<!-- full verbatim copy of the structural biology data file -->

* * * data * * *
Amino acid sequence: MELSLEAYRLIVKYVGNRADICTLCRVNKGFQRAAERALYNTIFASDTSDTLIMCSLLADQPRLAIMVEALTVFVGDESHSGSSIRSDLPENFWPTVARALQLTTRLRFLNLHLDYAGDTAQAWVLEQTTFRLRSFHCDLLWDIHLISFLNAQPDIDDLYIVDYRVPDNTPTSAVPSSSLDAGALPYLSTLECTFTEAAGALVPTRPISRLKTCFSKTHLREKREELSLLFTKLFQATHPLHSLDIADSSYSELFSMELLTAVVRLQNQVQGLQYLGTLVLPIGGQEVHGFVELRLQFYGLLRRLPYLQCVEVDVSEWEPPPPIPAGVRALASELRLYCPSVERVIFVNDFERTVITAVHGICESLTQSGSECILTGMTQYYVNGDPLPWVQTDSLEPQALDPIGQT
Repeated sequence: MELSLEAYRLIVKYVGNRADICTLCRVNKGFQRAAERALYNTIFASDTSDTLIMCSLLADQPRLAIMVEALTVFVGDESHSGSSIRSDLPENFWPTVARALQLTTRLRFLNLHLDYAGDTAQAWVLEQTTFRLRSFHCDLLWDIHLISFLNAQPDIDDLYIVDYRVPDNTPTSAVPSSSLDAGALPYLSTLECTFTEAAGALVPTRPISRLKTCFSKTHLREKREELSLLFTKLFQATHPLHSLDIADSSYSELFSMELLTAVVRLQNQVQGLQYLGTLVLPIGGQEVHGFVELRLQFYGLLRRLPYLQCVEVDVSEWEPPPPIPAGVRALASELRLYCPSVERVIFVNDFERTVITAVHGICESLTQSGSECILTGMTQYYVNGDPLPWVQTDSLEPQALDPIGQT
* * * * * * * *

Amino acid sequence: MELSLEAYRLIVKYVGNRADICTLCRVNKGFQRAAERALYNTIFASDTSDTLIMCSLLADQPRLAIMVEALTVFVGDESHSGSSIRSDLPENFWPTVARALQLTTRLRFLNLHLDYAGDTAQAWVLEQTTFRLRSFHCDLLWDIHLISFLNAQPDIDDLYIVDYRVPDNTPTSAVPSSSLDAGALPYLSTLECTFTEAAGALVPTRPISRLKTCFSKTHLREKREELSLLFTKLFQATHPLHSLDIADSSYSELFSMELLTAVVRLQNQVQGLQYLGTLVLPIGGQEVHGFVELRLQFYGLLRRLPYLQCVEVDVSEWEPPPPIPAGVRALASELRLYCPSVERVIFVNDFERTVITAVHGICESLTQSGSECILTGMTQYYVNGDPLPWVQTDSLEPQALDPIGQT
Repeated sequence: MELSLEAYRLIVKYVGNRADICTLCRVNKGFQRAAERALYNTIFASDTSDTLIMCSLLADQPRLAIMVEALTVFVGDESHSGSSIRSDLPENFWPTVARALQLTTRLRFLNLHLDYAGDTAQAWVLEQTTFRLRSFHCDLLWDIHLISFLNAQPDIDDLYIVDYRVPDNTPTSAVPSSSLDAGALPYLSTLECTFTEAAGALVPTRPISRLKTCFSKTHLREKREELSLLFTKLFQATHPLHSLDIADSSYSELFSMELLTAVVRLQNQVQGLQYLGTLVLPIGGQEVHGFVELRLQFYGLLRRLPYLQCVEVDVSEWEPPPPIPAGVRALASELRLYCPSVERVIFVNDFERTVITAVHGICESLTQSGSECILTGMTQYYVNGDPLPWVQTDSLEPQALDPIGQT